Purpose: The purpose of this paper is to present a spatial decision support system (SDSS) to be used by the local authorities of a city in the planning and response phase of a disaster. The SDSS focuses on the management of public spaces as a resource to increase a vulnerable population’s accessibility to essential goods and services. Using a web-based platform, the SDSS would support data-driven decisions, especially for cases such as the COVID-19 pandemic which requires special care in quarantine situations (which imply walking access instead of by other means of transport). Design/methodology/approach: This paper proposes a methodology to create a web-SDSS to manage public spaces in the planning and response phase of a disaster to increase the access to essential goods and services. Using a regular polygon grid, a city is partitioned into spatial units that aggregate spatial data from open and proprietary sources. The polygon grid is then used to compute accessibility, vulnerability and population density indicators using spatial analysis. Finally, a facility location problem is formulated and solved to provide decision-makers with an adaptive selection of public spaces given their indicators of choice. Findings: The design and implementation of the methodology resulted in a granular representation of the city of Lima, Peru, in terms of population density, accessibility and vulnerability. Using these indicators, the SDSS was deployed as a web application that allowed decision-makers to explore different solutions to a facility location model within their districts, as well as visualizing the indicators computed for the hexagons that covered the district’s area. By performing tests with different local authorities, improvements were suggested to support a more general set of decisions and the key indicators to use in the SDSS were determined. Originality/value: This paper, following the literature gap, is the first of its kind that presents an SDSS focused on increasing access to essential goods and services using public spaces and has had a successful response from local authorities with different backgrounds regarding the integration into their decision-making process.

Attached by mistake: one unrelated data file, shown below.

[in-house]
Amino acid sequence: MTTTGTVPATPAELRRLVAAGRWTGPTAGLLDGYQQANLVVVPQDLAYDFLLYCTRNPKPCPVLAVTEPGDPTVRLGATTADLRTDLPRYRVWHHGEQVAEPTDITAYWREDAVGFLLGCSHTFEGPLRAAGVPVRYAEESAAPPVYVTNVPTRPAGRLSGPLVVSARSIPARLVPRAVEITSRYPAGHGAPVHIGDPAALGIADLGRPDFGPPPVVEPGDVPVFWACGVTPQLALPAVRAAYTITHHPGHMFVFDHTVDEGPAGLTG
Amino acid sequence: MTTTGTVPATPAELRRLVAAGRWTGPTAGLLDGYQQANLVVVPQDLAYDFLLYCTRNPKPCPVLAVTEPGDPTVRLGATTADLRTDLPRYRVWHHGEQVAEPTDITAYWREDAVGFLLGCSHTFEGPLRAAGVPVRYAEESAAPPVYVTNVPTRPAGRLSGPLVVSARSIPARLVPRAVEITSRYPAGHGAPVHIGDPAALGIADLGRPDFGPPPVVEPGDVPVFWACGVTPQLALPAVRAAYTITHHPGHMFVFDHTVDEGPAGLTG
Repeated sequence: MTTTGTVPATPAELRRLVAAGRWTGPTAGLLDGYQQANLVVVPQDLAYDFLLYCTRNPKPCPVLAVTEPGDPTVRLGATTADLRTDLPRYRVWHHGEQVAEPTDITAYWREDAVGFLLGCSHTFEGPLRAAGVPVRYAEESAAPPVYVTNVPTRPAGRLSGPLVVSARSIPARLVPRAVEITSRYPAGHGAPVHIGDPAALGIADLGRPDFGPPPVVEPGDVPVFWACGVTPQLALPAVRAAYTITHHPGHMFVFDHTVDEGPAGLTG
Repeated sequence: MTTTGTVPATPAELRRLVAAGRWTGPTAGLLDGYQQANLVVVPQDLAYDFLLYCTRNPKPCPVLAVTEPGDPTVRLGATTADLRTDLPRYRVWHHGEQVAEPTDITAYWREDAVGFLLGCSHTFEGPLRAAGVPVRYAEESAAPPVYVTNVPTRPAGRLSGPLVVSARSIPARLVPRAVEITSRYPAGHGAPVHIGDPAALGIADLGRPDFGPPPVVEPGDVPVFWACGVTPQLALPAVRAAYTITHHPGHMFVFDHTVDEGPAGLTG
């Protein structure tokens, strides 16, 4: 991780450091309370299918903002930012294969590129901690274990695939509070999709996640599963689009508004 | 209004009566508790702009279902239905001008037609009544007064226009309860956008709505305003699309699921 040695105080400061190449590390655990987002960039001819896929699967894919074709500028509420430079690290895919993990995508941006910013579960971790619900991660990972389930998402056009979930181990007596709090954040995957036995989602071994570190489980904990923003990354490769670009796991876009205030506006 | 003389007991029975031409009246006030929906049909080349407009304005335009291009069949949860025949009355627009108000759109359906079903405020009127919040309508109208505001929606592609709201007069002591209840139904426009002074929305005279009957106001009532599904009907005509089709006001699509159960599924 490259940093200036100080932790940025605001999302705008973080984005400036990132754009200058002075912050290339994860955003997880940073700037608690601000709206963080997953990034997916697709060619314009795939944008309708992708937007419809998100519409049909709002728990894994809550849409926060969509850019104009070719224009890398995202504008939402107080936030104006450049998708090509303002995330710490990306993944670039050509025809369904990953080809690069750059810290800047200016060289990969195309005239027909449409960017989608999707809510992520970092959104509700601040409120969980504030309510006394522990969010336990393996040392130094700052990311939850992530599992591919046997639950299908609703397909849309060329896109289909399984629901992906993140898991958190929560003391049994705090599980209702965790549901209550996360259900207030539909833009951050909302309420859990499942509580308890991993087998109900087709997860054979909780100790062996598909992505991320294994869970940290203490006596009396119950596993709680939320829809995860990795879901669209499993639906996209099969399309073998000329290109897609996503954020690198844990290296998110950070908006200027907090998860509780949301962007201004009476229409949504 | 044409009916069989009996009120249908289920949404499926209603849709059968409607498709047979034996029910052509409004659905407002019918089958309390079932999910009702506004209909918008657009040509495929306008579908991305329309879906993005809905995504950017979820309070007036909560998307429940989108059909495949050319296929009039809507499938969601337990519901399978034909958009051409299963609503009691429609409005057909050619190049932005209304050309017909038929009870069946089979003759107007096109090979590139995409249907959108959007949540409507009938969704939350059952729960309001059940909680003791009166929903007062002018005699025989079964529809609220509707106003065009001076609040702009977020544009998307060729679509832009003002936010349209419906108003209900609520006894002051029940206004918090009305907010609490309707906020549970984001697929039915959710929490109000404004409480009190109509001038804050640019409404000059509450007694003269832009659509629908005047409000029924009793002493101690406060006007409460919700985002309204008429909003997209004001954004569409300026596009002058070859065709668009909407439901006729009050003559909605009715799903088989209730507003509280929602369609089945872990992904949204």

|Publicación||Journal of Humanitarian Logistics and Supply Chain Management|
|Estado||Publicación electrónica previa a su impresión - 17 ago 2021|
Nota bibliográficaFunding Information:
The authors would like to acknowledge CONCYTEC's and FONDECYT's contribution to the development of this paper by providing crucial financial support under grant number E067-2020-02 (with registry number 72354). Bronfman gratefully acknowledges the support by the Research Center for Integrated Disaster Risk Management (CIGIDEN), ANID/FONDAP/15110017.
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